people with a physically demanding profession, Brisbane student nurse Rosie MacLeod (above, with boyfriend Patrick) initially assumed her sore neck was a result of just another day on the job.
She went to
her doctor thinking the golf ball-sized lump in her neck was simply a pulled
muscle that could be massaged out.
“I had also
been losing my voice and feeling really tired, but didn’t think it was all
connected,” the 21-year-old said.
Her GP sent
her for an ultrasound instead, which showed a tumour running down her sternum.
Last year, after
an open neck surgical biopsy, she was diagnosed with lymphoma, although doctors
initially couldn’t figure out what type.
couldn’t work out whether it was Hodgkin’s or non-Hodgkin’s, which lead to gray
zone lymphoma,” Rosie said.
lymphoma is a very rare and aggressive lymphoma that has features of both
B-cell lymphoma and Hodgkin’s lymphoma.
really reluctant to start a treatment plan for me, so I was referred to a
specialist,” Rosie said.
haematologist Dr Ashish Misra prescribed a unique and intense treatment gray
zone lymphoma regimen for Rosie.
“It was five
types of drugs for five days, with a 24 hour infusion via a pump that was
attached to me.
“I’d have a
two week break then it would all start again,” Rosie said.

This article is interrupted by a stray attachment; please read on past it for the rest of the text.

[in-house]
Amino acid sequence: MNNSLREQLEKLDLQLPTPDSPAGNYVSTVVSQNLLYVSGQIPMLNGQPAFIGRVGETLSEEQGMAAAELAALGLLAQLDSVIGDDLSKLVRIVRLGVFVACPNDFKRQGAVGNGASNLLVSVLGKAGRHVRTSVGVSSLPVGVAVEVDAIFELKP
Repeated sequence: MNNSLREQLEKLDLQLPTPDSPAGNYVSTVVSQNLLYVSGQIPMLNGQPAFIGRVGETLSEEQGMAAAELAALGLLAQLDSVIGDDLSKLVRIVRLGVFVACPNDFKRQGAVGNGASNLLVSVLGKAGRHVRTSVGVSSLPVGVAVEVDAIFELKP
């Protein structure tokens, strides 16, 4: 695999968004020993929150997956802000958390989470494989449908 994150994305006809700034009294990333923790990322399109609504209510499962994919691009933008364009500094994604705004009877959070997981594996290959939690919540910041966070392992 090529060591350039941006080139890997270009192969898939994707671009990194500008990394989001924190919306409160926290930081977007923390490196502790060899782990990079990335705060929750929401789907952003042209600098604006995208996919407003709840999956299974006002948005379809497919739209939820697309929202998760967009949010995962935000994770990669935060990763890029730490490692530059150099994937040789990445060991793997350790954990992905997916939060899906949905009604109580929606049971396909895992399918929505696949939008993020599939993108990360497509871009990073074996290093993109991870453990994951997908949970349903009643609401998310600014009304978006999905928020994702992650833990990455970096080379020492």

Rosie went through six months of chemotherapy and one month of radiation.
“I lost my
hair, had bone pain and bad mouth ulcers. Luckily I didn’t have any nausea,” Rosie
Leukaemia Foundation support
into her chemotherapy regimen, Rosie started the Leukaemia Foundation’s Fit to
Thrive exercise program.
“I found it
really helpful with my fatigue, and the routine also really helped to motivate
“It was also
nice hanging out with people who understood what I was going through,” Rosie
further support with 20/30 Chat, a Leukaemia Foundation-facilitated support
group for younger people affected by a blood cancer or disorder.
thing about having cancer as a 20-year-old is that none of your friends know
what to say, so it was nice to meet other people on the same journey.”
Now, one year
later, Rosie has returned in a limited capacity to both study and nursing.
“I do short,
staggered shifts in low immunity wards, as it will be another year until my
immune system recovers,” she said.
Rosie is slowly getting back into more of a routine, she is still very fatigued
and finds is difficult to explain her limitations to people.
challenges, Rosie is determined to keep pushing ahead with her study.
to finish my degree in December – and then take a very long holiday!”
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For information about 20/30 Chat and Fit to Thrive, please contact us.